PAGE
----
wheelchair. For several years the rigors of physical recovery
as well as a severe case of depression prevented him from writing
anything at all. When he did resume his work, it required enormous
effort. However, the result was the superb, Dancing
After Hours, the greatest collection of his distinguished
Sadly, Andre Dubus senior died just before his son began to realize
his own success. Of course Dubus senior would have been proud.
But one wonders, given his own struggles as a writer, whether
he wouldn't have had at least a few reservations at seeing his
son commit to a writer's life. Dubus junior himself made his intentions
clear: "That's the last thing I wanted to be. No friggin'
way." And yet, finally, he couldn't resist. Why? Who knows.
Maybe Euripides was right.
Amis, famous son of the first famous Amis (Sir Kingsley),
offers even fewer clues as to why he wanted to follow his father:
"My father never encouraged me to write, never invited me
to go for that longshot; he praised me less often than he publicly
dispraised me." And yet, like Dubus, the younger Amis couldn't
pass up the gauntlet thrown by the father, in his case one of
the twentieth century's greatest writers.
In 1954 Kingsley
Amis published his first novel, Lucky
Jim, which made him a leading figure in the pack of brilliant,
cynical postwar intellectuals soon dubbed the Angry Young Men.
Lucky Jim, the father of all academic satires, has since
been recognized as one of the greatest comic novels of the century,
not to mention one of the greatest debut novels of all time. It
was also the first in a string of brilliant works that soon made
Kingsley Amis one of Britain's most famous (or infamous, depending
on your tastes) novelists. Kingsley Amis was the original grouchy
Brit wit, the man who said, "If you can't annoy somebody,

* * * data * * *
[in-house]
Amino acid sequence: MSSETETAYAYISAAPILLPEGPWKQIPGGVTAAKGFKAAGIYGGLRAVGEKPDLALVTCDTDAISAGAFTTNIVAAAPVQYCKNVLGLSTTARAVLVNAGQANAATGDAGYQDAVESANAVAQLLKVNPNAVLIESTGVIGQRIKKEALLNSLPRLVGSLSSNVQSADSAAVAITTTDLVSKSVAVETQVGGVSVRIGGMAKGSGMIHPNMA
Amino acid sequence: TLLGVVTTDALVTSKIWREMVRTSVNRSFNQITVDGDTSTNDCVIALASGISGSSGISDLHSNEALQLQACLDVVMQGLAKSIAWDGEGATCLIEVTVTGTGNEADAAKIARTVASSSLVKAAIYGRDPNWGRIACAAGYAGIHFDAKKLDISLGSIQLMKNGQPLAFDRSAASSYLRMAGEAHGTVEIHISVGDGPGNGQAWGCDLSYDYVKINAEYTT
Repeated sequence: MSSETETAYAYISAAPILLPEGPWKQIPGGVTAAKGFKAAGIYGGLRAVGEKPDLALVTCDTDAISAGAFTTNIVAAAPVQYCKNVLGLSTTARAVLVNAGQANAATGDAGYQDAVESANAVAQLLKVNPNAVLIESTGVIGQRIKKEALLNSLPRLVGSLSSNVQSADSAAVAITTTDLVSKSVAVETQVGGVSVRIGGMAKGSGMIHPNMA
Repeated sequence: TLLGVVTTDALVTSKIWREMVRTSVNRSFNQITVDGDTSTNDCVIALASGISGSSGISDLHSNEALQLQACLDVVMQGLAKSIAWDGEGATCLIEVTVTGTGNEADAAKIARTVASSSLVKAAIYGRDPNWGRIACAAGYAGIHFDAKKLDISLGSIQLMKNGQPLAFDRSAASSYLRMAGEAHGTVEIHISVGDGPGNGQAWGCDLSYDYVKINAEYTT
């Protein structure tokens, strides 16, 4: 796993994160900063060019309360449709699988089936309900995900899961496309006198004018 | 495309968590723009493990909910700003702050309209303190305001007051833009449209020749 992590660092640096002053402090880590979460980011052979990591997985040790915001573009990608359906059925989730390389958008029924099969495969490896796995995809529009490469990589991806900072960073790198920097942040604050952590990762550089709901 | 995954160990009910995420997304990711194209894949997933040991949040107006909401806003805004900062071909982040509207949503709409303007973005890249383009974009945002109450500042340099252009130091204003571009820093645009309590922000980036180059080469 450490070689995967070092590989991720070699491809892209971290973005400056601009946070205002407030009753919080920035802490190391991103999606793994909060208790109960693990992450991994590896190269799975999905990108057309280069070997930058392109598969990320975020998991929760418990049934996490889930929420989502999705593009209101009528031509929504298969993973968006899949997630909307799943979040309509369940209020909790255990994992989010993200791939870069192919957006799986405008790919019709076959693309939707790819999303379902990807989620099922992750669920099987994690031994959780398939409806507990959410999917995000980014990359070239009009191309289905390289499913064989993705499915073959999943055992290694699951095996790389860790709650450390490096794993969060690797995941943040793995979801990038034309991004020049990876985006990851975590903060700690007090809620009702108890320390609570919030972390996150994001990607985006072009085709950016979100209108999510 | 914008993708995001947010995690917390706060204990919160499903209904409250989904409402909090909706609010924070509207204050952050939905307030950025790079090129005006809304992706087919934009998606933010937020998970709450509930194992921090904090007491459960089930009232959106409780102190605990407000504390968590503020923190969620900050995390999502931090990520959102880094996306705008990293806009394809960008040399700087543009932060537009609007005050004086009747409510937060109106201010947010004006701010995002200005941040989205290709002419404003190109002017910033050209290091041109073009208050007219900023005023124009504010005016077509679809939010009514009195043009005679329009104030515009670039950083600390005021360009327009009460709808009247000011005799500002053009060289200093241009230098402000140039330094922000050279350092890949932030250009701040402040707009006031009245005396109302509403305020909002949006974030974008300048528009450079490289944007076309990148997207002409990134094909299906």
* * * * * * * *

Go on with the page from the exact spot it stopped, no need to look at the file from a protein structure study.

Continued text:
there's little point in writing." But as a world-class writer
he remained vital for several decades. Though inexplicably out
of print in this country, his 1986 novel, The Old Devils,
is as fine and funny as any novel he wrote, the
novel Martin believes his father will be remembered for: "...it
stands comparison with any English novel of the century...except
of course Ulysses."
In 1973 son Martin published his own first novel. Though there
was no longer a school of "angry young men" to define
Rachel Papers, a wickedly satirical portrait of a depraved
teenage boy, was hardly the work of a gentle soul. Nonetheless,
it was peach sherbet in comparison with the dark, complex novels
that followed, including Money,
Night Train. But while these novels rapidly established the
young Amis's reputation as "the most talented British writer
of his generation" and, by the way, its best paid:
Information received the largest literary advance in British
history Amis the senior remained less than encouraging
of his now famous son, stating in interviews that his novels were
"unreadable" and his ideas "dangerous, howling
Apparently this didn't bother Martin much. A good portion of
his brilliant 2000 memoir Experience
that is, the parts that aren't describing his odd obsession
with his teeth is an affectionate, astute, touching portrait
of his relationship with his famous father. If he had minded his
father's disapproval, all had clearly been forgiven. Maybe this
was because he had become a father himself: ''At the birth of
your child, you forgive your parents everything, without a second
thought, like a velvet revolution.'' Or maybe it was because he
had realized why his father offered so few kind words regarding
his chosen profession: "...there will be no encouragement
for my children. No encouragement. None."
Now come on, Martin. I can't be the only one who finds this about
as fair as Sammy
Hagar subjecting his children to a zero tolerance drug policy.
Is being a writer really such a terrible weight to bear?
George Orwell notwithstanding, don't many writers actually enjoy
their profession? Take Red
Smith (yes, I know he's a sports writer). He states,
with refreshing optimism, that writing is easy, "all you
have to do is sit at a typewriter and open a vein."